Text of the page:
[Mass e-mail by Prince William Citizens for Balanced Growth]

All:   Good news.

Electoral Outcome — On 5 November, the four western and central county candidates whom you and we were able to directly support were all elected to the Prince William Board of County Supervisors (BOCS):  Yesli Vega (Coles), Jeanine Lawson (Brentsville), Kenny Boddye (Occoquan), and Peter Candland (Gainesville.)  We have deliberately chosen not to list their party affiliations this time because we don’t care.  We backed them only because they have chosen to publicly, clearly, and specifically support protecting the Rural Crescent and limiting residential development, which overcrowds our roads and schools and raises our taxes to pay for the resultant deteriorating public services — an indirect subsidy to residential developers.  Peter, Yesli, Kenny, and Jeanine’s four opponents all refused to make such promises — or any promises other than meaningless platitudes — and they all lost by big electoral margins (10-15%), with the exception of Kenny’s opponent, who lost narrowly because she was an incumbent and, as far as we know, not deeply unpopular. 

What You Achieved — This positive electoral outcome for the four candidates from the west- and mid-county happened because you took matters into your own hands as citizens — voting and, in many cases, before that actually campaigning with friends and neighbors for what you believe in and value, staying focused on the germane issues for BOCS candidates, land use and taxes, and not being distracted by irrelevancies, glittering generalities, red herrings, and disinformation from residential developers and their allies.  Well done.  (Remember that it takes a five-vote majority for the eight-member BOCS to pass anything.)  We take our hats off to you:  A virtuous and informed citizenry is the only defense against bad government and tyranny.  We must now hold our representatives to their promises and hold all BOCS supervisors accountable to deliver responsible government that serves the 98%, ordinary citizens, not primarily the 2%, residential developers, big landowners, and their allies.

Lessons Learned? — Let us hope that the county Democratic Party will never again choose to try to make protecting the Rural Crescent and limiting residential development a partisan issue supported only by Republicans.  Congratulations to the three new members of the BOCS from the southeast end of the county — Margaret Franklin (Woodbridge) and Victor Angry (Neabsco), who both ran unopposed in non-competitive districts, after wining earlier contests, and Andrea Bailey (Potomac), who won by a whopping 28%.  Let’s hope they can find common ground with the four BOCS members from west- and mid-county in serving all county citizens (not just residential developers) on the land use issues that matter most, creating the greatest possible good for the greatest possible number.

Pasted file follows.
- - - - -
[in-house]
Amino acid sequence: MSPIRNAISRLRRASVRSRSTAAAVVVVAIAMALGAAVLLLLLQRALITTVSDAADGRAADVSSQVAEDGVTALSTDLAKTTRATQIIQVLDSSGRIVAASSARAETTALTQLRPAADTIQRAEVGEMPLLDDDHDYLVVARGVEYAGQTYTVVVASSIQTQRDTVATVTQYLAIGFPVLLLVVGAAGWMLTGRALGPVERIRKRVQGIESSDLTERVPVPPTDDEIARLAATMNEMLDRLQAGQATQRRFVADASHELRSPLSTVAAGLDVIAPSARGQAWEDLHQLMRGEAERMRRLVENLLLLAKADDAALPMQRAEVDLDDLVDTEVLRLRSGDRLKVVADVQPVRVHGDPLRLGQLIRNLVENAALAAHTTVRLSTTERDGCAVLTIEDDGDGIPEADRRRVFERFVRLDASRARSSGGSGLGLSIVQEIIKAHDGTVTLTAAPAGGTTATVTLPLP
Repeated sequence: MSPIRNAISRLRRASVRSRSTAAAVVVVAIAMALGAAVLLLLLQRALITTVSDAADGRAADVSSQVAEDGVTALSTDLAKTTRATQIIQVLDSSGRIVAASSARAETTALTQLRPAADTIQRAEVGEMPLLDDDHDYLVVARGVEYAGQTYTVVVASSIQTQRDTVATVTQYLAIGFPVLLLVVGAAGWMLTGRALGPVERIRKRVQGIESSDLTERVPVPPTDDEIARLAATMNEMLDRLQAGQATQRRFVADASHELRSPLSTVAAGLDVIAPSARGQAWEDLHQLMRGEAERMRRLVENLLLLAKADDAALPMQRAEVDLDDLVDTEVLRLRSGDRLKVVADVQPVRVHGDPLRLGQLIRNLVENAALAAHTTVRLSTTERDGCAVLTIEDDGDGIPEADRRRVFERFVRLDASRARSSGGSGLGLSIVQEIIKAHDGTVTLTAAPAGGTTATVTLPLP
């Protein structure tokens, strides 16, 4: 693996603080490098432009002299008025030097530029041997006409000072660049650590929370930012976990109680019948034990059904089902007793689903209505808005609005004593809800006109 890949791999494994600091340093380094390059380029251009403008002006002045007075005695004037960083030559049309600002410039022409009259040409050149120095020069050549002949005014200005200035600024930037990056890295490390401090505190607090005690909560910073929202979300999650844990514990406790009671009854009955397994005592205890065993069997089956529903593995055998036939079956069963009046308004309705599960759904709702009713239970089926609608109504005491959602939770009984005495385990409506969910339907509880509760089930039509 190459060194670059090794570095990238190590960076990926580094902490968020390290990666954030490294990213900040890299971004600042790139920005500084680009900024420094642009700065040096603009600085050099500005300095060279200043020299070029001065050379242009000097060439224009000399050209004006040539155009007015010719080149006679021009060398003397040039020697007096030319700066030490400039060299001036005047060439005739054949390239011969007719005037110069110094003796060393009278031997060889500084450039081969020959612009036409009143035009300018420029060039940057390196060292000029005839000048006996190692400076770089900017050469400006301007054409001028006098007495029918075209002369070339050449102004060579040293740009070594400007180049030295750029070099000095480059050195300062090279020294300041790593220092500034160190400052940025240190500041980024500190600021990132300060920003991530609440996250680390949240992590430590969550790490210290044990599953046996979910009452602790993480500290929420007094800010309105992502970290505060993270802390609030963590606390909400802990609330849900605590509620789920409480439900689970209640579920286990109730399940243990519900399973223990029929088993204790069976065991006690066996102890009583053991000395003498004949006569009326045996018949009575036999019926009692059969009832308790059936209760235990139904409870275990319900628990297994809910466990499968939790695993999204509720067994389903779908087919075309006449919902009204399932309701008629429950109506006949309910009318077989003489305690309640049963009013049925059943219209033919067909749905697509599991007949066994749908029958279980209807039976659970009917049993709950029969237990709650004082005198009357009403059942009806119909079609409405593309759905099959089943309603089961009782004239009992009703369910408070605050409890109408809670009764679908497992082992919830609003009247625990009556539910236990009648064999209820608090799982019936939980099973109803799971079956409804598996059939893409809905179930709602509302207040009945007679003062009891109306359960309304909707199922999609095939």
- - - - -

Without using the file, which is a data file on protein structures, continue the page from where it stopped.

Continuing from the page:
Let us also hope that the new Chairman of the BOCS Ann Wheeler will publicly, clearly, and specifically:  a) stop supporting breaking open the Rural Crescent to high-density development via the Bi-County Parkway and via the rigged, residential developer-driven Rural Crescent Study; b) accept serious limits on residential development, which overcrowds our roads and schools, damages the environment and property values, and raises our taxes; and c) stop listening virtually exclusively to unscrupulous residential developers on land use issues. 

We wonder what Ann meant when she told WTOP Radio on 6 Nov, right after the election:  “We are going to do a comprehensive review of land use … [Ann:  Does that include continuing the rigged, residential developer-driven Rural Crescent study?]  We’re going to make a plan for Prince William County for the next 20 years, so we know where we can grow.”  Both sentences, but particularly the last one sound to us like another big, juicy yet furtive kiss/promise from Ann to residential developers. 

Ann also stresses that the county needs more federal funding to fix the schools, through a process over which she has virtually no leverage: the 2020 federal census.  Ann: More importantly, how about stopping rather than encouraging out-of-control residential growth, especially tax-negative housing, which overcrowds our schools and roads and forces us to then subsidize through increased taxes the very thing (residential development/developers) that is tormenting us?  (For the full WTOP 6 Nov story, see: https://wtop.com/prince-william-county/2019/11/democrats-preview-coming-changes/ )

Ann:  We request that you read our following recent posts, which we think you’ll find helpful to better understand the full range of major land use issues:






https://pwcbg.org/2019/11/see-what-you-the-people-achieved-4-for-4-questions-for-annw/ (this post)

Again, to the people of the western and central parts of the county who supported Yesli, Jeanine, Kenny, and Peter:  Well done.  Bless you. You can make a difference.


Ralph & Kathy Stephenson
Prince William Citizens for Balanced Growth

Only in the bright light of public scrutiny can the common good be secured,
While in darkness and obscurity the interests of the powerful and affluent prevail.